(BPD), and dashed (Control), respectively; significant Pearson product
moment correlation * p,0.05, ** p,0.01, *** p,0.001, versus r=0.
Figure 4. Association between COMT genotype and fMRI
activation during painful stimulation in the anterior and
posterior insula. Significant correlations were observed during
condition 1 within the anterior (A,B) and posterior insula (C), claustrum
(D) and postcentral gyrus (D). Labeling as in Fig. 2, * p,0.05, ** p,0.01.
COMT and Pain Processing
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personality disorder, a psychiatric condition characterized by
reduced pain sensitivity in conjunction with self-injurious behav-
ior, the number of val alleles was positively correlated with brain
activation in regions of affective pain processing, such as anterior
insula. In both groups, basal ganglia activity during painful heat
stimulation was also correlated with the number of val alleles.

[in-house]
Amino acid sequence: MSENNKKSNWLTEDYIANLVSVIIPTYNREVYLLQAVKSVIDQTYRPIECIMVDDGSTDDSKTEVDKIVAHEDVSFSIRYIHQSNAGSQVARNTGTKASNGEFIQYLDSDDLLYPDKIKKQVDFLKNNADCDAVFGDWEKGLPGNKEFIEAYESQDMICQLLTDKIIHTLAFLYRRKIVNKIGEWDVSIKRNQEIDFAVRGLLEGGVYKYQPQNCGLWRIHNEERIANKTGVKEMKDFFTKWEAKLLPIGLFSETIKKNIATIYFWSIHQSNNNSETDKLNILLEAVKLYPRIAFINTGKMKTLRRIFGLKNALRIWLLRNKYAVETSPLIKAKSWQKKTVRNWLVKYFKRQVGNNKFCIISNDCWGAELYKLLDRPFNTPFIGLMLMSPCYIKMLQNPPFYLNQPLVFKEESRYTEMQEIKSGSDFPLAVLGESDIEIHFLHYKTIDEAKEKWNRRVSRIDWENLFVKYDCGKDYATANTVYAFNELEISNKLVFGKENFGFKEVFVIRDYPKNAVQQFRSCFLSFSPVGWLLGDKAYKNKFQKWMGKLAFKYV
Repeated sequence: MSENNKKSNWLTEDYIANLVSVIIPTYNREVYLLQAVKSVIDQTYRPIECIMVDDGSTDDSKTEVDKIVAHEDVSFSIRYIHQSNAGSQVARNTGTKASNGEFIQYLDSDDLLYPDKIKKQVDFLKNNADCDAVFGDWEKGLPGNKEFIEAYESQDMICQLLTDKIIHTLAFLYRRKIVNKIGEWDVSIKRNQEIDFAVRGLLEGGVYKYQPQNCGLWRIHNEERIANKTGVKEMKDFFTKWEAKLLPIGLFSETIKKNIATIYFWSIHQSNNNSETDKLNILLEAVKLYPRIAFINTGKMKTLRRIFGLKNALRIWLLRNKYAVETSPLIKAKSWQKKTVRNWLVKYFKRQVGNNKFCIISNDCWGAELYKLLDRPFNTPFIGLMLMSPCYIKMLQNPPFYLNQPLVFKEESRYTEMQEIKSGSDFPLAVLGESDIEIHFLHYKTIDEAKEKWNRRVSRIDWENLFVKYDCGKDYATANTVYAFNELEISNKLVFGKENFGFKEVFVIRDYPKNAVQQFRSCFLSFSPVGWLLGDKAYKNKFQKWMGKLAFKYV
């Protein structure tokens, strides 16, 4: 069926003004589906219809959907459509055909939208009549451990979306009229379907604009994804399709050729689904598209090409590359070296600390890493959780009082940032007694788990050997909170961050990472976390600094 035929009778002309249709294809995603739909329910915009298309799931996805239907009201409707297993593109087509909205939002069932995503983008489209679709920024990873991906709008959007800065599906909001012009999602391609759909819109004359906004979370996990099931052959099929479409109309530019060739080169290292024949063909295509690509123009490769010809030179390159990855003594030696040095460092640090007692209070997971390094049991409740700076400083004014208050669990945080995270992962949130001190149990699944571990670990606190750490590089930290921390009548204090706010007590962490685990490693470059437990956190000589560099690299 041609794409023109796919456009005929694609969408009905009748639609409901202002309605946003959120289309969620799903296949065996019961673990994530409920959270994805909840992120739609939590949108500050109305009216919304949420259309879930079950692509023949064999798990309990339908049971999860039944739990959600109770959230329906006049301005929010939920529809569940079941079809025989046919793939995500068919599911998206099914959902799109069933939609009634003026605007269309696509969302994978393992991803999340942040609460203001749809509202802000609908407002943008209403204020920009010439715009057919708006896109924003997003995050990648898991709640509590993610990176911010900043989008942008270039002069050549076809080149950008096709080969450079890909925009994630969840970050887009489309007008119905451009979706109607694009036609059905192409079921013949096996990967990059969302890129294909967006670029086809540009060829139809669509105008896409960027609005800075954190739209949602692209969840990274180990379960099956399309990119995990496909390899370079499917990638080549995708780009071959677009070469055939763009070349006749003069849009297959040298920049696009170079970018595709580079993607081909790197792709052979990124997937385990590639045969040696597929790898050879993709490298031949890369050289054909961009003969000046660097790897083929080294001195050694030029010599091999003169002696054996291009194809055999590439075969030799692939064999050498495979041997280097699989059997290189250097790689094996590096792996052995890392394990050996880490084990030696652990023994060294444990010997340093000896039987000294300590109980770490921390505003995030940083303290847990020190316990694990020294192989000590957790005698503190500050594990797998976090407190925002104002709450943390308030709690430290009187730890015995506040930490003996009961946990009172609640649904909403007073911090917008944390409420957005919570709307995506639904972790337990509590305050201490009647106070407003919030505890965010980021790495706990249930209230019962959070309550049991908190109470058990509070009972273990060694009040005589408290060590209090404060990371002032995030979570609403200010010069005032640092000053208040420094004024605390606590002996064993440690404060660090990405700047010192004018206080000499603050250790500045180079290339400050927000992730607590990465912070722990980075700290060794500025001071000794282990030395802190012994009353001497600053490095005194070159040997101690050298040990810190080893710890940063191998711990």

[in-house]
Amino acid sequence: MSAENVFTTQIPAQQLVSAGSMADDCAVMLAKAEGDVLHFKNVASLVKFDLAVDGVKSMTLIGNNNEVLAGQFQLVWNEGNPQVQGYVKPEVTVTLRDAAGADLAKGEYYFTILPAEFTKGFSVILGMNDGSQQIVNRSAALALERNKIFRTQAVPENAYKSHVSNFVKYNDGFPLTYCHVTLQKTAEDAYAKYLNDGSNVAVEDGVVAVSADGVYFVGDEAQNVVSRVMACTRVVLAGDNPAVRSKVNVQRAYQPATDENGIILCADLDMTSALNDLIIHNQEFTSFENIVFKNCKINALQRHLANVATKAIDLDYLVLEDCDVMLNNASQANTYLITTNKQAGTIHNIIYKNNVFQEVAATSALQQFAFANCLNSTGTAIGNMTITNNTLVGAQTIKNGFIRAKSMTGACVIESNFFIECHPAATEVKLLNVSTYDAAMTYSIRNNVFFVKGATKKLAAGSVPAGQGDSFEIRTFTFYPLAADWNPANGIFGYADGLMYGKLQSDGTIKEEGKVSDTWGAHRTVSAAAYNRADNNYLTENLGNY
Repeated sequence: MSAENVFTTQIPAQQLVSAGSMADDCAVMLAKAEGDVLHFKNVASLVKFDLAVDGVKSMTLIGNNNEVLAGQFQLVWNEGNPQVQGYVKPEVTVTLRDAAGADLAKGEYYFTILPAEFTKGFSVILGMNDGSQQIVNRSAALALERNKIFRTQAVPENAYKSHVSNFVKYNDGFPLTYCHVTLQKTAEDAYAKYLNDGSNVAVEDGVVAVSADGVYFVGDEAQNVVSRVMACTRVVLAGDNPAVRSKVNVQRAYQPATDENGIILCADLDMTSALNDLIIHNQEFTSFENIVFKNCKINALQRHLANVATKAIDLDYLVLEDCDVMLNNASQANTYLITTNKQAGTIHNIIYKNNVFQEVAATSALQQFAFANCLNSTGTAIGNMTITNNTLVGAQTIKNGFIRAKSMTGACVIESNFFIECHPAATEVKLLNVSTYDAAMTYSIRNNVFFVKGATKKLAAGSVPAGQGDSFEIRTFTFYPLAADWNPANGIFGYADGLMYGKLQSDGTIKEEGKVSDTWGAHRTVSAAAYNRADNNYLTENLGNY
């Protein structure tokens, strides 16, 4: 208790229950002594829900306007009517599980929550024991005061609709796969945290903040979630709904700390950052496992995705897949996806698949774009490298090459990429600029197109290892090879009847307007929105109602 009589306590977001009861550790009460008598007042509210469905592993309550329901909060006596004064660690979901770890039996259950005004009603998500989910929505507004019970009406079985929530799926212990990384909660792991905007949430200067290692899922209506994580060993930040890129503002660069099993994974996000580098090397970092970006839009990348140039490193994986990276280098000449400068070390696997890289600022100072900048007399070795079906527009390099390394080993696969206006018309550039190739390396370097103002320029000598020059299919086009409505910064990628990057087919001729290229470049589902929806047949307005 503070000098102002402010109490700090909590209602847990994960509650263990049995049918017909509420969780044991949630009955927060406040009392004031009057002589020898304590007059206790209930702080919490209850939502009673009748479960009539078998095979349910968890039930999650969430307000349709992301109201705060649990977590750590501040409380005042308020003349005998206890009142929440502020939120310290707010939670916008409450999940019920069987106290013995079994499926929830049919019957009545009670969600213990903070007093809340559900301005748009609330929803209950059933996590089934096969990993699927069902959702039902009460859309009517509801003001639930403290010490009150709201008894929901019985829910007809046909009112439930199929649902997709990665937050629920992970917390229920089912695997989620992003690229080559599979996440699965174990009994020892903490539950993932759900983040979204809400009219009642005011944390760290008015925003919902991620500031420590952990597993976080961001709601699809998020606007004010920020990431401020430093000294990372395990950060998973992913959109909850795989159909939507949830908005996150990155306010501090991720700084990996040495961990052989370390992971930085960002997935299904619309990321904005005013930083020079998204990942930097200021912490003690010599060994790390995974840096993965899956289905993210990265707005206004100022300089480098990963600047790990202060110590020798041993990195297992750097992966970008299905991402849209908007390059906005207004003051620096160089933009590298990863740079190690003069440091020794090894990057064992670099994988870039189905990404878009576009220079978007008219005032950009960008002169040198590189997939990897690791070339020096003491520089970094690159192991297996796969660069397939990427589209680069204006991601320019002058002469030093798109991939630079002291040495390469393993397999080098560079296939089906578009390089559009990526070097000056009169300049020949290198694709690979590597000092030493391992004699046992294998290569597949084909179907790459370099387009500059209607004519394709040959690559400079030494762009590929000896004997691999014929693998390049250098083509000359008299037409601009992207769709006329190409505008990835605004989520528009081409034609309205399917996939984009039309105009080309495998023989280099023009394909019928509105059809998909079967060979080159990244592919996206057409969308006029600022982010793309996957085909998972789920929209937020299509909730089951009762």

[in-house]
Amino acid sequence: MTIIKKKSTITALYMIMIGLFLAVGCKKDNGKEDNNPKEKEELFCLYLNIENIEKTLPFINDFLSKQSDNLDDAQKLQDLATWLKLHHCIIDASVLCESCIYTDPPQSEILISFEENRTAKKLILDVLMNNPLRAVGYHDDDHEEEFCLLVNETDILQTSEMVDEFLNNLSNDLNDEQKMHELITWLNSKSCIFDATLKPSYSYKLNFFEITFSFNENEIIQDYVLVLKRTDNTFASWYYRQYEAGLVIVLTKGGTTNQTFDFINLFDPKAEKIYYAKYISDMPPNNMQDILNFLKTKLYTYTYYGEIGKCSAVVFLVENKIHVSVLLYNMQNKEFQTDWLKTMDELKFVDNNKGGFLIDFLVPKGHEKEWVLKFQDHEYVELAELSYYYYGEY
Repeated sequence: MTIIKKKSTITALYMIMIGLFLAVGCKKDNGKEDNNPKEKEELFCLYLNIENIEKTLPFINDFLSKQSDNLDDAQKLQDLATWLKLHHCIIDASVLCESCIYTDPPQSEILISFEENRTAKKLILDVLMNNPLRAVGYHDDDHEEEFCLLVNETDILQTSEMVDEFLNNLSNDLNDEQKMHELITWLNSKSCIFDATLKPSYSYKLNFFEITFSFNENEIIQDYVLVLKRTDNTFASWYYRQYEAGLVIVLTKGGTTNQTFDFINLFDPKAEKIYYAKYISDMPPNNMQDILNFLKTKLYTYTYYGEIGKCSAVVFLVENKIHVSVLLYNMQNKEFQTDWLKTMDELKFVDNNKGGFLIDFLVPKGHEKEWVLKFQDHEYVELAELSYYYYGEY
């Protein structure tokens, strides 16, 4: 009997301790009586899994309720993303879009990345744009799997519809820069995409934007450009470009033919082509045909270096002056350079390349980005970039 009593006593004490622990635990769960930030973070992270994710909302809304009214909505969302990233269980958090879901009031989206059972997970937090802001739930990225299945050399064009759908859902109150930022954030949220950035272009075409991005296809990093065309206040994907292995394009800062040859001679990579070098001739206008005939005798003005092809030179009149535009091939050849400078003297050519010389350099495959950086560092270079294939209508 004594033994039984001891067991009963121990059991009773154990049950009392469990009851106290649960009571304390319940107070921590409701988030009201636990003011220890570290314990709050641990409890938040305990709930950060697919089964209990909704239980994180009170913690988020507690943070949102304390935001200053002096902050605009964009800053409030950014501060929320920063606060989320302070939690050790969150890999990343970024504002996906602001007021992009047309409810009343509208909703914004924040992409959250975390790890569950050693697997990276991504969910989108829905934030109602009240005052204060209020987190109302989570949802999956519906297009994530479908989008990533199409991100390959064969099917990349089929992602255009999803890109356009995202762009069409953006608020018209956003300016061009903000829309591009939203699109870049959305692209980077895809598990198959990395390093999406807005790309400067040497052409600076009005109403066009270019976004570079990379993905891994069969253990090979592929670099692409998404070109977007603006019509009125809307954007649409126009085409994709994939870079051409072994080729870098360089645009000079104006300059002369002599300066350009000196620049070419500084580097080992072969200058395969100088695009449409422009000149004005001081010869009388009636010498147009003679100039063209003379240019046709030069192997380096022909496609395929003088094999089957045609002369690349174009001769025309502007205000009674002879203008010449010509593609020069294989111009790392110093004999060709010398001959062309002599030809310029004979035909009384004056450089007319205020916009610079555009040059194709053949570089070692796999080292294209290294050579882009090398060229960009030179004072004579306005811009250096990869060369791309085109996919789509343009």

The association of the val158 allele with activation in DLPFC
and, potentially, in PPC, may be related to a specific role of this
brain region in pain control . The DLPFC participates in a pain
control network, which regulates cortico-subcortical and cortico-
cortical loops by inhibiting ascending pathways through the ACC.
The study by Lorenz et al.  found an inverse correlation
between the subjective unpleasantness and the perceived intensity
of a heat stimulus and the activation of DLPFC. The interaction of
pain control mechanisms and the activity of the endogenous
opioid system, which may be influenced by COMT activity, is of
particular interest and deserves further research.